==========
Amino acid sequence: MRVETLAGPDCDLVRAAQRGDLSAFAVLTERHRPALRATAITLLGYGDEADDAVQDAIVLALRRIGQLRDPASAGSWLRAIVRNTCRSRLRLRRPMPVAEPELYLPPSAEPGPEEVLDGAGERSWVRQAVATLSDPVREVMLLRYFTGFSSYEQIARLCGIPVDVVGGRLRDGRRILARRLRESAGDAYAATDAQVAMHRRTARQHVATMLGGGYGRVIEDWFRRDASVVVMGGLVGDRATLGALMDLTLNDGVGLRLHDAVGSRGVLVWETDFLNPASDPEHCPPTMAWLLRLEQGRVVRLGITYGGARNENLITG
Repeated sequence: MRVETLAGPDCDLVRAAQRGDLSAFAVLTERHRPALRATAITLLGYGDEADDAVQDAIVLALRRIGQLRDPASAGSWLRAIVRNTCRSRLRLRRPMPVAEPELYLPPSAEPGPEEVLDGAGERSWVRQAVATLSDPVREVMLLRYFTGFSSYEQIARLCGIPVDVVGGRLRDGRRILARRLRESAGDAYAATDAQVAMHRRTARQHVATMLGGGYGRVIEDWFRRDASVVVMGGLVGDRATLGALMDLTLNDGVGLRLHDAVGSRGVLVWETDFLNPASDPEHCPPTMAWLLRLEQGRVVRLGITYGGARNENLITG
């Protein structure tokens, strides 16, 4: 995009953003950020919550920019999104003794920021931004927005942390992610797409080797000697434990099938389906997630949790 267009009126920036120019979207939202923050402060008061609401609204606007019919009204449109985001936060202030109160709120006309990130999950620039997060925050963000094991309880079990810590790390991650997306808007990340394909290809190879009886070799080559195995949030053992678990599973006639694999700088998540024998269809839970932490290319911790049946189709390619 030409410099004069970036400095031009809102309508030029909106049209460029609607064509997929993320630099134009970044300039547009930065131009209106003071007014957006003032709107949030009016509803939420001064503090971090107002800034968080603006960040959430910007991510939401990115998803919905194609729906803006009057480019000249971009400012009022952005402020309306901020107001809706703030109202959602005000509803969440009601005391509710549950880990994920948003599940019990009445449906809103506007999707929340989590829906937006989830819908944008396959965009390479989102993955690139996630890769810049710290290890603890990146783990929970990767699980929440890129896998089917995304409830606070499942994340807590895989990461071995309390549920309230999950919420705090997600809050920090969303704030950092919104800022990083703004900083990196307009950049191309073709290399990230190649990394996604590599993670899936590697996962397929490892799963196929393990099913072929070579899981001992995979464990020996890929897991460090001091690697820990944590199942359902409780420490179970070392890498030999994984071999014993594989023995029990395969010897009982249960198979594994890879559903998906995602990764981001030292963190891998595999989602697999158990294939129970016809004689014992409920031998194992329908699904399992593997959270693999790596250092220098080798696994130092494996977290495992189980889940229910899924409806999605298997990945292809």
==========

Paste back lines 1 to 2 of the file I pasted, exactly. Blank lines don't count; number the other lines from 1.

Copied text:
Amino acid sequence: MRVETLAGPDCDLVRAAQRGDLSAFAVLTERHRPALRATAITLLGYGDEADDAVQDAIVLALRRIGQLRDPASAGSWLRAIVRNTCRSRLRLRRPMPVAEPELYLPPSAEPGPEEVLDGAGERSWVRQAVATLSDPVREVMLLRYFTGFSSYEQIARLCGIPVDVVGGRLRDGRRILARRLRESAGDAYAATDAQVAMHRRTARQHVATMLGGGYGRVIEDWFRRDASVVVMGGLVGDRATLGALMDLTLNDGVGLRLHDAVGSRGVLVWETDFLNPASDPEHCPPTMAWLLRLEQGRVVRLGITYGGARNENLITG
Repeated sequence: MRVETLAGPDCDLVRAAQRGDLSAFAVLTERHRPALRATAITLLGYGDEADDAVQDAIVLALRRIGQLRDPASAGSWLRAIVRNTCRSRLRLRRPMPVAEPELYLPPSAEPGPEEVLDGAGERSWVRQAVATLSDPVREVMLLRYFTGFSSYEQIARLCGIPVDVVGGRLRDGRRILARRLRESAGDAYAATDAQVAMHRRTARQHVATMLGGGYGRVIEDWFRRDASVVVMGGLVGDRATLGALMDLTLNDGVGLRLHDAVGSRGVLVWETDFLNPASDPEHCPPTMAWLLRLEQGRVVRLGITYGGARNENLITG